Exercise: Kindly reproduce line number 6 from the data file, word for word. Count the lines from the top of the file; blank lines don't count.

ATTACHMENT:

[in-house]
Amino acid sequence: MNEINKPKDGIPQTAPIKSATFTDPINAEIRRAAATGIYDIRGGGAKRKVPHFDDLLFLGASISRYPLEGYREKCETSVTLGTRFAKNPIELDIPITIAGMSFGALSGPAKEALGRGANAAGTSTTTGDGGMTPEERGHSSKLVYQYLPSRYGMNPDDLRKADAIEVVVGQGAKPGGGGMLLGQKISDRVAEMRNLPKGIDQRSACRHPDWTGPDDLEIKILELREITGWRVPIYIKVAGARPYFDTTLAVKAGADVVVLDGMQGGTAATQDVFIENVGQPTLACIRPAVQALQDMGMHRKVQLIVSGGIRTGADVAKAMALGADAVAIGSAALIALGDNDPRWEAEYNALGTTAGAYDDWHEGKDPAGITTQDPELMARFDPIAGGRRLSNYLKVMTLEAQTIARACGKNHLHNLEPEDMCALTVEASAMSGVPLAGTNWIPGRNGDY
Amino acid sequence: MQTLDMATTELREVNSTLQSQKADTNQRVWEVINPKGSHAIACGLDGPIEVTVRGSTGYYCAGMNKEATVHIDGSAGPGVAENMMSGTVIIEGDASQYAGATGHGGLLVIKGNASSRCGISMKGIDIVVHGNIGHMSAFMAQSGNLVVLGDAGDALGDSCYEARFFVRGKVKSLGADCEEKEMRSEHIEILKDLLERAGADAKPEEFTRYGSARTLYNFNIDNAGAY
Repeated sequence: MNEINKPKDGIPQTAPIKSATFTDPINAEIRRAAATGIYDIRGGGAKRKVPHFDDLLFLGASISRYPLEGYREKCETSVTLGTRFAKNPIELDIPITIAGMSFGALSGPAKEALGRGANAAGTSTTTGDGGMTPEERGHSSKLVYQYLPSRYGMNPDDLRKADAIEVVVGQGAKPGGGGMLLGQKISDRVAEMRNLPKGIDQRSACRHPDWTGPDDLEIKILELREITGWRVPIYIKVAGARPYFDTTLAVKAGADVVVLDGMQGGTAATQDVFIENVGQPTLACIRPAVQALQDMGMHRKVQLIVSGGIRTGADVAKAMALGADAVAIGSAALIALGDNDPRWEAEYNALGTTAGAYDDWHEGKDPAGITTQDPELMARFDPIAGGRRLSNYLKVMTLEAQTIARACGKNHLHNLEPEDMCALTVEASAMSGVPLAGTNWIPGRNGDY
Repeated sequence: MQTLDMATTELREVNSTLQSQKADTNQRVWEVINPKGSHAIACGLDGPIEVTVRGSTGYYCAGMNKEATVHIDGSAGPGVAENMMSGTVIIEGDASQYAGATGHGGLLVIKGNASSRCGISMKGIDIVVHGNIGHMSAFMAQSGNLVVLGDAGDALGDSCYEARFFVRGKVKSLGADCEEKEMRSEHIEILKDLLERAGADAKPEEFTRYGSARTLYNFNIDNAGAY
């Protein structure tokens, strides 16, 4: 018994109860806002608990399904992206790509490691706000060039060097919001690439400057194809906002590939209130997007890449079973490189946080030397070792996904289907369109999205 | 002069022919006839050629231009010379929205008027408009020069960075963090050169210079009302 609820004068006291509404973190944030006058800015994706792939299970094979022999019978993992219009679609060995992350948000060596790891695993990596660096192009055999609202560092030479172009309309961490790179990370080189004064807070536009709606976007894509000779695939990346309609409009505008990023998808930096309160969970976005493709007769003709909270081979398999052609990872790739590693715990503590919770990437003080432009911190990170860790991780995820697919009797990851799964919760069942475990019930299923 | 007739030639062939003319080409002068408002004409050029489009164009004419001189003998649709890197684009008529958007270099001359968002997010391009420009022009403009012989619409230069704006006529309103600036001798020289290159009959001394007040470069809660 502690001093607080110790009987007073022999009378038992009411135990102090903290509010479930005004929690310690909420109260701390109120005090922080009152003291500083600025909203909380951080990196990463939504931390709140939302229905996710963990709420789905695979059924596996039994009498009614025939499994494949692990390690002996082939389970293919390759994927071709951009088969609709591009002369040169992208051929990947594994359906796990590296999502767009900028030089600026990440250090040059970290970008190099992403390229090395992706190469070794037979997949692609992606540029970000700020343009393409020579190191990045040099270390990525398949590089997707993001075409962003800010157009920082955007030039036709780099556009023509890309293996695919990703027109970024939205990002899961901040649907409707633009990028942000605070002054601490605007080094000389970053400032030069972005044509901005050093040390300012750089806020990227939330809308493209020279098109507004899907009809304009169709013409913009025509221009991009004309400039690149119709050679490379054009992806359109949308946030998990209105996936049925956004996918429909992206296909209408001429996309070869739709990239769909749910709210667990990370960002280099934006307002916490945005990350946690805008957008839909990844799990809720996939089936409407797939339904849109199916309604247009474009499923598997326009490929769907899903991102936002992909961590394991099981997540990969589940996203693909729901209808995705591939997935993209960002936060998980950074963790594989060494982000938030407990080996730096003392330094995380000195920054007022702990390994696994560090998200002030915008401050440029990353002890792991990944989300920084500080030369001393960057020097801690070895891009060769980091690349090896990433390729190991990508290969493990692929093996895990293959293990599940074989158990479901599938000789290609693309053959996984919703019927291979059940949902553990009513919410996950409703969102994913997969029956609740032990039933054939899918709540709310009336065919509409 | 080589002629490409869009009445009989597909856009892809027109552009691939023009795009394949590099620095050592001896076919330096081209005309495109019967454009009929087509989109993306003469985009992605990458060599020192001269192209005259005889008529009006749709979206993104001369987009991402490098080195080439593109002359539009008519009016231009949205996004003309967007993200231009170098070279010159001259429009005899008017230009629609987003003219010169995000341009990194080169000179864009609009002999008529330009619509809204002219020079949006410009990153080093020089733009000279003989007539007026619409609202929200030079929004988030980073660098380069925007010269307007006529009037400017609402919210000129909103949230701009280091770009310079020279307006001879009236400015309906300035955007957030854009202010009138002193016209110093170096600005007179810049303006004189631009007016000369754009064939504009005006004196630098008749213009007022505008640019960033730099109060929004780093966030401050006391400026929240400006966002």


């Protein structure tokens, strides 16, 4: 018994109860806002608990399904992206790509490691706000060039060097919001690439400057194809906002590939209130997007890449079973490189946080030397070792996904289907369109999205 | 002069022919006839050629231009010379929205008027408009020069960075963090050169210079009302 609820004068006291509404973190944030006058800015994706792939299970094979022999019978993992219009679609060995992350948000060596790891695993990596660096192009055999609202560092030479172009309309961490790179990370080189004064807070536009709606976007894509000779695939990346309609409009505008990023998808930096309160969970976005493709007769003709909270081979398999052609990872790739590693715990503590919770990437003080432009911190990170860790991780995820697919009797990851799964919760069942475990019930299923 | 007739030639062939003319080409002068408002004409050029489009164009004419001189003998649709890197684009008529958007270099001359968002997010391009420009022009403009012989619409230069704006006529309103600036001798020289290159009959001394007040470069809660 502690001093607080110790009987007073022999009378038992009411135990102090903290509010479930005004929690310690909420109260701390109120005090922080009152003291500083600025909203909380951080990196990463939504931390709140939302229905996710963990709420789905695979059924596996039994009498009614025939499994494949692990390690002996082939389970293919390759994927071709951009088969609709591009002369040169992208051929990947594994359906796990590296999502767009900028030089600026990440250090040059970290970008190099992403390229090395992706190469070794037979997949692609992606540029970000700020343009393409020579190191990045040099270390990525398949590089997707993001075409962003800010157009920082955007030039036709780099556009023509890309293996695919990703027109970024939205990002899961901040649907409707633009990028942000605070002054601490605007080094000389970053400032030069972005044509901005050093040390300012750089806020990227939330809308493209020279098109507004899907009809304009169709013409913009025509221009991009004309400039690149119709050679490379054009992806359109949308946030998990209105996936049925956004996918429909992206296909209408001429996309070869739709990239769909749910709210667990990370960002280099934006307002916490945005990350946690805008957008839909990844799990809720996939089936409407797939339904849109199916309604247009474009499923598997326009490929769907899903991102936002992909961590394991099981997540990969589940996203693909729901209808995705591939997935993209960002936060998980950074963790594989060494982000938030407990080996730096003392330094995380000195920054007022702990390994696994560090998200002030915008401050440029990353002890792991990944989300920084500080030369001393960057020097801690070895891009060769980091690349090896990433390729190991990508290969493990692929093996895990293959293990599940074989158990479901599938000789290609693309053959996984919703019927291979059940949902553990009513919410996950409703969102994913997969029956609740032990039933054939899918709540709310009336065919509409 | 080589002629490409869009009445009989597909856009892809027109552009691939023009795009394949590099620095050592001896076919330096081209005309495109019967454009009929087509989109993306003469985009992605990458060599020192001269192209005259005889008529009006749709979206993104001369987009991402490098080195080439593109002359539009008519009016231009949205996004003309967007993200231009170098070279010159001259429009005899008017230009629609987003003219010169995000341009990194080169000179864009609009002999008529330009619509809204002219020079949006410009990153080093020089733009000279003989007539007026619409609202929200030079929004988030980073660098380069925007010269307007006529009037400017609402919210000129909103949230701009280091770009310079020279307006001879009236400015309906300035955007957030854009202010009138002193016209110093170096600005007179810049303006004189631009007016000369754009064939504009005006004196630098008749213009007022505008640019960033730099109060929004780093966030401050006391400026929240400006966002």